Neretnieks, Ivars
    KTH, School of Chemical Science and Engineering (CHE), Chemical Engineering and Technology, Chemical Engineering.
    Moreno, Luis
    KTH, School of Chemical Science and Engineering (CHE), Chemical Engineering and Technology, Chemical Engineering.
    Numerical modeling of stress effects on solute transport in fractured rocks2011In: Computers and geotechnics, ISSN 0266-352X, E-ISSN 1873-7633, Vol. 38, no 2, p. 113-126Article in journal (Refereed)
    Abstract [en]

    The effects of stress/deformation on fluid flow and contaminant transport in fractured rocks is one of the major concerns for performance and safety assessments of many subsurface engineering problems, especially radioactive waste disposal and oil/gas reservoir fields. However, very little progress has been made to study this issue due to difficulties in both experiments and numerical modeling. The objective of this study is to systematically investigate the influence of stress on solute transport in fractured rocks for the first time, considering different stress and hydraulic pressure conditions. A hybrid approach combining discrete element method (DEM) for stress-flow simulations and a particle tracking algorithm is developed. The impact of matrix diffusion (diffusion of molecular size solutes in and out of the rock matrix, and sorption onto the surface of micropores in rock matrix) is also included. The numerical results show that stress not only significantly changes the solute residence time through the fracture networks, but also changes the solute travel paths. Matrix diffusion plays a dominant role in solute transport when the hydraulic gradient is small, which is often encountered in practice.

  • 1267.
    Zimmerman, Robert W.
    KTH, School of Architecture and the Built Environment (ABE), Land and Water Resources Engineering (moved 20130630), Engineering Geology and Geophysics.
    The Imperial College lectures in petroleum engineering2018Collection (editor) (Other academic)
    Abstract [en]

    This book presents, in a self-contained form, the equations of fluid flow in porous media, with a focus on topics and issues that are relevant to petroleum reservoir engineering. No prior knowledge of the field is assumed on the part of the reader, and particular care is given to careful mathematical and conceptual development of the governing equations, and solutions for important reservoir flow problems. Fluid Flow in Porous Media starts with a discussion of permeability and Darcy's law, then moves on to a careful derivation of the pressure diffusion equation. Solutions are developed and discussed for flow to a vertical well in an infinite reservoir, in reservoirs containing faults, in bounded reservoirs, and to hydraulically fractured wells. Special topics such as the dual-porosity model for fractured reservoirs, and fluid flow in gas reservoirs, are also covered. The book includes twenty problems, along with detailed solutions. As part of the Imperial College Lectures in Petroleum Engineering, and based on a lecture series on the same topic, this book provides the introductory information needed for students of the petroleum engineering and hydrology.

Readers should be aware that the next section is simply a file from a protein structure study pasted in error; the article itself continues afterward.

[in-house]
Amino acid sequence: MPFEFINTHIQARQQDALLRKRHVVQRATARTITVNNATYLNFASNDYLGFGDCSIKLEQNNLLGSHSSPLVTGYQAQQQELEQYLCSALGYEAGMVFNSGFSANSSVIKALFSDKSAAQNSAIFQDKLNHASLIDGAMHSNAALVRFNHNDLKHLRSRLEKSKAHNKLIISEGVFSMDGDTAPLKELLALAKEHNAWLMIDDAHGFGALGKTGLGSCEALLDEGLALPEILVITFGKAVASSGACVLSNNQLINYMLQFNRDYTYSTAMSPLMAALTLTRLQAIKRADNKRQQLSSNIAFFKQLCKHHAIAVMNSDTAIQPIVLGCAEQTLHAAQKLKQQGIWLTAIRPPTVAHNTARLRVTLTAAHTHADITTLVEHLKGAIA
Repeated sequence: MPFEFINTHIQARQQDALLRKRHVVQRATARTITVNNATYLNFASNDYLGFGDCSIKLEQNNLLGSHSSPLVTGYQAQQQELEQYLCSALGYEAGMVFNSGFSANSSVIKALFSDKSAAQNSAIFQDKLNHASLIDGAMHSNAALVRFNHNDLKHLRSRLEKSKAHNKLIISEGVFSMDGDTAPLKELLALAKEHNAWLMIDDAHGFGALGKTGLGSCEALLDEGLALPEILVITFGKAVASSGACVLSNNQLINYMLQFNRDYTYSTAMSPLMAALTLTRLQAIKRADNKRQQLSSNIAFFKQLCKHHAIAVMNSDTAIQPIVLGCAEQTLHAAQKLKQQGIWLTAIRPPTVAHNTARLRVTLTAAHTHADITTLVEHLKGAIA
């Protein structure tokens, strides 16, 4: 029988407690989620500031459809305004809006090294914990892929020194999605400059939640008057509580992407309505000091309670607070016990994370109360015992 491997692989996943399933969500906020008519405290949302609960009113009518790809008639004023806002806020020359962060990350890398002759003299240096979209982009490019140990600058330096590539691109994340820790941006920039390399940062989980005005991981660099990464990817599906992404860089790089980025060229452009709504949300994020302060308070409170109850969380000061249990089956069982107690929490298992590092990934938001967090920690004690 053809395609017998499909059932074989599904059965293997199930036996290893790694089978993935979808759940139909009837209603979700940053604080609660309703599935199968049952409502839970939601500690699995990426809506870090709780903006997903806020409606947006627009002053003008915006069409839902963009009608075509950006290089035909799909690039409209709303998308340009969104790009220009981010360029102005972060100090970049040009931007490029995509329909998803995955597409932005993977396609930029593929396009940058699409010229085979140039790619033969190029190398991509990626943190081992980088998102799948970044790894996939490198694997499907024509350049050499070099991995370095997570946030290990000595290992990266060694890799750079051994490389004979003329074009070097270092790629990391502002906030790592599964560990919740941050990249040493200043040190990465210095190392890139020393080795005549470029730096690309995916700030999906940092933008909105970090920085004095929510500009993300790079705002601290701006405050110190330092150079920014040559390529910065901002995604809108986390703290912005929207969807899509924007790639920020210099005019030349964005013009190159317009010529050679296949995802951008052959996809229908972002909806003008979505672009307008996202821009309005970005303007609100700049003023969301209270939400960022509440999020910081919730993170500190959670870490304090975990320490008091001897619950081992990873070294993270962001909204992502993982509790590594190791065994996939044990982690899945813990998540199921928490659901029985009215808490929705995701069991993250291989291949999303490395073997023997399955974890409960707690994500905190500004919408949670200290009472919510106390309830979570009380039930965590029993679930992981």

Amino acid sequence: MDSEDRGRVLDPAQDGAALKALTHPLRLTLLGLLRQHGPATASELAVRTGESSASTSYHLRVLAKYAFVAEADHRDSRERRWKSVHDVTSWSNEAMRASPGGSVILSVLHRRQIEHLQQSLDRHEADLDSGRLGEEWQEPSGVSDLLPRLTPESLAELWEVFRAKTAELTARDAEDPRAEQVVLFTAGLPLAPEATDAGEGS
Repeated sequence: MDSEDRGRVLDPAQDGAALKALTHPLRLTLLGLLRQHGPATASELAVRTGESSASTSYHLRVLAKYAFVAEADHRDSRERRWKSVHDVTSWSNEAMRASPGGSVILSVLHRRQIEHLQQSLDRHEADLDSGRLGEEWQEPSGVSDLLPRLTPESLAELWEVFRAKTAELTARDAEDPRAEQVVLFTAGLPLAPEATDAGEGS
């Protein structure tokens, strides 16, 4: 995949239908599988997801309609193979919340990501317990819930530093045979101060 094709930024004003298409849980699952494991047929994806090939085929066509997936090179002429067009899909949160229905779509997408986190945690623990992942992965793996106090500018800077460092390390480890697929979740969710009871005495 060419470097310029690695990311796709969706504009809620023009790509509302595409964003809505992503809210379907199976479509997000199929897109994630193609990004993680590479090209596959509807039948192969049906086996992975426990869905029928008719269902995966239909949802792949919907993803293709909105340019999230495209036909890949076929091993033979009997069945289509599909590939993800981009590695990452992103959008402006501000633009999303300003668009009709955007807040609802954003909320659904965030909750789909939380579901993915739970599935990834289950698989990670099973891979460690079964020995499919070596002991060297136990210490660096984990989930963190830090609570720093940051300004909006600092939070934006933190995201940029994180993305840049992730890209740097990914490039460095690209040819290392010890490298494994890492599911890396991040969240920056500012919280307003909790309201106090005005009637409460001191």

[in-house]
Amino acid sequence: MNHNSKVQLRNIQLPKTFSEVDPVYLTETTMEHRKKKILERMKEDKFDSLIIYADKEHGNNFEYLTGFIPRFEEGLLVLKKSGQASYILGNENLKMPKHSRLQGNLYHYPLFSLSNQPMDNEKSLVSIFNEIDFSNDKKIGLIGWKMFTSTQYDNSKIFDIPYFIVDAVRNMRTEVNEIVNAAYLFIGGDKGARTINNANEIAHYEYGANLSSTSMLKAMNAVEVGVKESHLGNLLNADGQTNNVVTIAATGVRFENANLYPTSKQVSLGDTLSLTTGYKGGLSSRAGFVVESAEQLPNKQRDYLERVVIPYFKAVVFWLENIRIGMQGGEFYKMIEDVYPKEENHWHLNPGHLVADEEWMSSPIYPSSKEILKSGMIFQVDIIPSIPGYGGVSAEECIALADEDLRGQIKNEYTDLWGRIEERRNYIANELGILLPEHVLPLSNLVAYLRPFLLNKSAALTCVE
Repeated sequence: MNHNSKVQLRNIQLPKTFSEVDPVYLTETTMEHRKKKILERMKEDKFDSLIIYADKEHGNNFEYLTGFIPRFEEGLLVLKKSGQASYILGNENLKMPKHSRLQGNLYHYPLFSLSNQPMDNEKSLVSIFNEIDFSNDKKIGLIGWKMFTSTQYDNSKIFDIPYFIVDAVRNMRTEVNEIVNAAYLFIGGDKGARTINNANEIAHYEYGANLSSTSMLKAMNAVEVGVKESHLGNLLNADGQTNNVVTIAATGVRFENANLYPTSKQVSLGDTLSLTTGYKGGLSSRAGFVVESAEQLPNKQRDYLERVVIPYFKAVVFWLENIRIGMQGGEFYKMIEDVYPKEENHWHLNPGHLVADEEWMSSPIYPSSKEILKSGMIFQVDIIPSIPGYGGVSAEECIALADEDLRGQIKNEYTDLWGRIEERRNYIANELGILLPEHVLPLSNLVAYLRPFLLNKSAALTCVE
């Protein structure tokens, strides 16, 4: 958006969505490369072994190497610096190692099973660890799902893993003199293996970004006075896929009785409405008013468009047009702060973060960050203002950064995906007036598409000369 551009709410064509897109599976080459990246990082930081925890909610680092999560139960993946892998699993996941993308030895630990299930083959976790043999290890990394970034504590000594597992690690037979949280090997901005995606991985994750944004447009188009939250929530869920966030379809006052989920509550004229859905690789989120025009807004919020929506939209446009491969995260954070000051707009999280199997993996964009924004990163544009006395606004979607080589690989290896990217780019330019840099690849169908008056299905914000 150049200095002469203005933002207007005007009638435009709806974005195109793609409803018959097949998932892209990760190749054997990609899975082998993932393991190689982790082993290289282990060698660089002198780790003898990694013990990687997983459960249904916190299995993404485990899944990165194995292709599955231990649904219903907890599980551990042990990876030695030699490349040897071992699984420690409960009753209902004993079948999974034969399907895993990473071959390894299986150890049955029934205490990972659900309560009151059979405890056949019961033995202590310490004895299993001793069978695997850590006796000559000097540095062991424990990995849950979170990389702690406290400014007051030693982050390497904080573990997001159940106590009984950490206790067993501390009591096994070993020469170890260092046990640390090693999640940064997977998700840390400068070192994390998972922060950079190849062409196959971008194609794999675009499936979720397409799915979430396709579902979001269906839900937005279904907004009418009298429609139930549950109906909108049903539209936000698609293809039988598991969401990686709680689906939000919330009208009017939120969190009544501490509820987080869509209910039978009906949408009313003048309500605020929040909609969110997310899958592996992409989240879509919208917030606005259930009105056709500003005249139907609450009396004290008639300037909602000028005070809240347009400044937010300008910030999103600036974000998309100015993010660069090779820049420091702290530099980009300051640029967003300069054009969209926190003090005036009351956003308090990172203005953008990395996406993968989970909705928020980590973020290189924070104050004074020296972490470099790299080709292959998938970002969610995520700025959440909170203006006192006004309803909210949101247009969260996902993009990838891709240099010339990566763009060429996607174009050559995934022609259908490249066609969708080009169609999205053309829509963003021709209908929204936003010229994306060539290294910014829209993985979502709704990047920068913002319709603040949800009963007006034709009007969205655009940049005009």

• 1268.
    Zimmerman, Robert W.
    et al.
    KTH, School of Architecture and the Built Environment (ABE), Land and Water Resources Engineering (moved 20130630), Engineering Geology and Geophysics.
    Lutz, M.P
    Thermal and electrical conductivity of composites with graded interfaces2006In: International Journal of Advances in Science and Technology, ISSN 2229-5216, Vol. 45, p. 1097-1102Article in journal (Refereed)
  • 1269.
    Zubrowska-Sudol, Monika
    et al.
    Technical University in Warszaw Poland.
    Trela, Jozef
    KTH, School of Architecture and the Built Environment (ABE), Land and Water Resources Engineering (moved 20130630), Water, Sewage and Waste technology.
    Anammox process intensification as an alternative method to remove nitrogen from wastewater2010In: Gaz, woda i technika sanitarna, ISSN 0016-5352, no 9, p. 22-25Article in journal (Other academic)
  • 1270.
    Zubrowska-Sudol, Monika
    et al.
    Department of Environment Engineering, Warsaw University of Technology, Warsaw, Poland.
    Yang, Jingjing
    KTH, School of Architecture and the Built Environment (ABE), Land and Water Resources Engineering (moved 20130630), Water, Sewage and Waste technology.
    Trela, Jozef
    KTH, School of Architecture and the Built Environment (ABE), Land and Water Resources Engineering (moved 20130630), Water, Sewage and Waste technology.
    Plaza, Elzbieta
    KTH, School of Architecture and the Built Environment (ABE), Land and Water Resources Engineering (moved 20130630), Water, Sewage and Waste technology.
    Evaluation of deammonification process performance at different aeration strategies2011In: Water Science and Technology, ISSN 0273-1223, E-ISSN 1996-9732, Vol. 63, no 6, p. 1168-1176Article in journal (Refereed)
    Abstract [en]